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Why does design matter in arms and armor?

Armando, age 10, tours the Arms and Armor galleries and interviews a curator about why design—whether plain or fancy—matters in the making of armor.

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Video transcript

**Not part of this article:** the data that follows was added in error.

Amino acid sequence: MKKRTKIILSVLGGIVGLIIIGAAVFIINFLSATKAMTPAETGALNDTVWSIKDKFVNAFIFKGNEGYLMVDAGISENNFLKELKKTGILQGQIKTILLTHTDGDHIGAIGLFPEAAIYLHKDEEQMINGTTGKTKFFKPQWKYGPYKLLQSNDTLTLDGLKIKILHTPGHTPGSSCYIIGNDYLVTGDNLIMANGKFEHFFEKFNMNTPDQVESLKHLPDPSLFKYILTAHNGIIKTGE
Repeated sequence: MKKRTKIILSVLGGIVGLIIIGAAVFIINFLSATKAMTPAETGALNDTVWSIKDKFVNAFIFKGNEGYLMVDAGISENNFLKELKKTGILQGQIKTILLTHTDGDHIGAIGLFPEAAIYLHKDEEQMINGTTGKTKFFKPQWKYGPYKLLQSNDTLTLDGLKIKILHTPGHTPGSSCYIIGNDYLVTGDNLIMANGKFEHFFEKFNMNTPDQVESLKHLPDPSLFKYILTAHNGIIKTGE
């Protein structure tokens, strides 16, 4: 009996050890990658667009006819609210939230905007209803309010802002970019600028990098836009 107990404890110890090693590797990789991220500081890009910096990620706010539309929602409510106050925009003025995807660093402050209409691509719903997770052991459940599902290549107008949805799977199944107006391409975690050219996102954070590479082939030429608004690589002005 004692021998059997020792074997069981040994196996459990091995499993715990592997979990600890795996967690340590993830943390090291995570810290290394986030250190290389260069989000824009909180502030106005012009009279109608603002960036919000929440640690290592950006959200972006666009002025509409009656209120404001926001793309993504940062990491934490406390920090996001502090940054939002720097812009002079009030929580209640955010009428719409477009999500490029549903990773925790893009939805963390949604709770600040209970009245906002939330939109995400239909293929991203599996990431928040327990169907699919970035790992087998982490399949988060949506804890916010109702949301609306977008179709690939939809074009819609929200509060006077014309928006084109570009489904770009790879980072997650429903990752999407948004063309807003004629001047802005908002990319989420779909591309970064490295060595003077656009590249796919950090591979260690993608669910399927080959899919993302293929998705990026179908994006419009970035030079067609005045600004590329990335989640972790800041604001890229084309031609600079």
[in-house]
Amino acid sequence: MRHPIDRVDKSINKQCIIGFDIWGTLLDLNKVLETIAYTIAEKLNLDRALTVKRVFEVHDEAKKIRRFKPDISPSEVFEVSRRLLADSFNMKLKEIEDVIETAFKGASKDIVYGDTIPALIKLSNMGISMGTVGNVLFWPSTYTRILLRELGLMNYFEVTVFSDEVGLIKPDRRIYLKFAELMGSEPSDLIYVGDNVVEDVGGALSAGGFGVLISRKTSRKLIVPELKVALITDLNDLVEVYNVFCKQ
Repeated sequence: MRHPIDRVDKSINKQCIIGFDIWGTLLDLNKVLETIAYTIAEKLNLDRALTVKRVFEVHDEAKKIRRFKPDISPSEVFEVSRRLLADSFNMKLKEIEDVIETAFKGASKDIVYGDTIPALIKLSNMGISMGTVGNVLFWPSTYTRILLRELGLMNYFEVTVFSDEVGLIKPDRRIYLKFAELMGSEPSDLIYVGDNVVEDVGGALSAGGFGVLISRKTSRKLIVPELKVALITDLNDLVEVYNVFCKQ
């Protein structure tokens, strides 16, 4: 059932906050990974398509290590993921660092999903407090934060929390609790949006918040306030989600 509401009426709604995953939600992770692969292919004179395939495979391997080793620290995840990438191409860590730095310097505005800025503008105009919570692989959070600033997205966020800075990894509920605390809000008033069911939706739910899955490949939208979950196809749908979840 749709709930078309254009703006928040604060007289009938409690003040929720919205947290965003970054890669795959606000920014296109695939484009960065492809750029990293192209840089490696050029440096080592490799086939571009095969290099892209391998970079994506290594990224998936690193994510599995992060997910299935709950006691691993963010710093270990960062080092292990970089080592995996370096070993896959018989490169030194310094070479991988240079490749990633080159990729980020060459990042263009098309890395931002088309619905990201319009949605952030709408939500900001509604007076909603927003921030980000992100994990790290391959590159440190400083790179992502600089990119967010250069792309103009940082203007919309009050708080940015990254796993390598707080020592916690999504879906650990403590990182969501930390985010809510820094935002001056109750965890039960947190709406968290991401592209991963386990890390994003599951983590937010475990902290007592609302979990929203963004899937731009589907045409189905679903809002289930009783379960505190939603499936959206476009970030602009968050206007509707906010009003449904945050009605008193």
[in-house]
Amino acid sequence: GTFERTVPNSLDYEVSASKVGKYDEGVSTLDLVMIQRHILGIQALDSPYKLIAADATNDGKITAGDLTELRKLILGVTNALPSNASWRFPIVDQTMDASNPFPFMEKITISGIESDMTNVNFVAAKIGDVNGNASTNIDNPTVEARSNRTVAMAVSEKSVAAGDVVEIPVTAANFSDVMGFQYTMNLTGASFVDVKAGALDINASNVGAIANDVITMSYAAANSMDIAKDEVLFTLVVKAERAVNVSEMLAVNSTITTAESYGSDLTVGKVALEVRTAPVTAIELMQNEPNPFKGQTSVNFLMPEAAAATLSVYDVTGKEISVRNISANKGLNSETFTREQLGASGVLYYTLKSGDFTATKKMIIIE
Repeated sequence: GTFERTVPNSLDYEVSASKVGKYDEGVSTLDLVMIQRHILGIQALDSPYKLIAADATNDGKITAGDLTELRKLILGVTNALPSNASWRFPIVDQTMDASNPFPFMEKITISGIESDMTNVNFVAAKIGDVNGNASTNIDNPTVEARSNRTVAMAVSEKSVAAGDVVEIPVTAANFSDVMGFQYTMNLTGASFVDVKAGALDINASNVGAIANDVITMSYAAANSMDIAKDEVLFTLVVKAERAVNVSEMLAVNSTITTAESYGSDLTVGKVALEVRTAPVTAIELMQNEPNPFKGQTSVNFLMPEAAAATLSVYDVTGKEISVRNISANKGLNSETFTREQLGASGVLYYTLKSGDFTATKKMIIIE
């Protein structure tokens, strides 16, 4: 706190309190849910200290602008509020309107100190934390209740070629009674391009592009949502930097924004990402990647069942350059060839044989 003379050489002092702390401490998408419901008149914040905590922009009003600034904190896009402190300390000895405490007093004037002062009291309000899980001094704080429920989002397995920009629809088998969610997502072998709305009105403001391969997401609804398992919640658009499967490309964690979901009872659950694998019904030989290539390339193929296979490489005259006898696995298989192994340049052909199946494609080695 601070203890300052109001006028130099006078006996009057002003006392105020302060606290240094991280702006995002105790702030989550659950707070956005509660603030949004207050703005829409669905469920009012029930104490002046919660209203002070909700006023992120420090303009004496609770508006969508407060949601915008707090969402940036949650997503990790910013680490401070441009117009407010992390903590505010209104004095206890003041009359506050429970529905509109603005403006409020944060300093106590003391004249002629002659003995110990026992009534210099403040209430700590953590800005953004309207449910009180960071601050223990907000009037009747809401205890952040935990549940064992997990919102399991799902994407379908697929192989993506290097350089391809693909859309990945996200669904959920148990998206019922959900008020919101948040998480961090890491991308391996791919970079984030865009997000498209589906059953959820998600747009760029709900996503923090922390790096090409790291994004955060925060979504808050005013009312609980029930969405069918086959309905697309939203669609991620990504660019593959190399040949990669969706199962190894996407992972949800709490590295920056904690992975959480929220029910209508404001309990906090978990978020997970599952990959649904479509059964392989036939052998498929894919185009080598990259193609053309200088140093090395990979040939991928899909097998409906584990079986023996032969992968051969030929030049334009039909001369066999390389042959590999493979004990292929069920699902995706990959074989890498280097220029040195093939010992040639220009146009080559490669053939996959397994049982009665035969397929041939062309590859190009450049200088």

#metkids q&a The Metropolitan Museum of Art Why does design matter in arms and armor? Armando, age 10. ♪ (medieval music) ♪ Hi, I'm Armando, and I'm ten years old and live in New York City. Are you the head of the Arms and Armor? - Yes, I am. - Yeah. I'm here to speak with Pierre, the head of the Arms and Armor department in the Met. So Armando, you've always been interested in this stuff? I have always been interested in the medieval ages, including, like, the armor that they wore and the weapons that they used. Well, what do you think is so interesting about these things? Well, the armor-- they can make it so they protect the body, but they can still move. So, you're very interested in design? Yes. And that's one reason I love this material-- is because it's so clever. And beautiful. - Let's take a look. - (Pierre) Great. ♪ (medieval music) ♪ (Armando) What would a nobleman do to get some armor? So, the noblemen would have armor made to their measure and sometimes even, if they couldn't go themselves, they would send their clothing, and messenger said, "Make an armor that fits this clothing." What did the soldier sometimes do if their armor got ruined? They would have it replaced. They would have it replaced or they would be reimbursed, especially to noblemen. If their horse got killed in combat or if their armor were damaged, they would sometimes ask the more powerful noblemen they were serving, "Please reimburse me for my losses at war, in your service." That's a pretty fair deal. So, can you tell me something about this specific piece of armor? Sure. This is an armor that was made in the late 16th century, around 1600. It doesn't have protection for the elbows. It doesn't have protection for the legs. It's complete. it's just to allow the arms and the legs to move freely. And it's decorated, but the decoration is very simple. You have areas of the steel that have been polished, so that they look like plain metal, and other areas have been painted black, to create a contrast. But very few armors would be completely plain-- They would always have something decorative about them. ♪ (medieval music) ♪ This armor looks very different than the last one that we saw. It has much more armor on the legs and a more enclosed helmet. You can see the emblems of France and England on it and the initials of the queen of England, the E .E. This was made for a nobleman who was the champion of the Queen of England. So, when there was a joust, he jousted for her. When he won, she won. And this is not an armor you could buy in a shop, because the armorists, who made this, were working for the king and queen of England, and they would only make armors that they authorized. So they are among the most beautifully made armors that exist from Renaissance Europe. Well, thank you for showing me about all this armor. It was a pleasure to meet you. Thank you, Armando. The pleasure was all mine. I can tell you've already been reading and learning a lot about this, but we're all students at heart. It never ends, so it's a long journey. Please come back. This is Armando, signing off for the Met. ♪ (medieval music) ♪ what's your #metkids question? You know how do I do it for the camera like that. Each other like that. ♪ (medieval music) ♪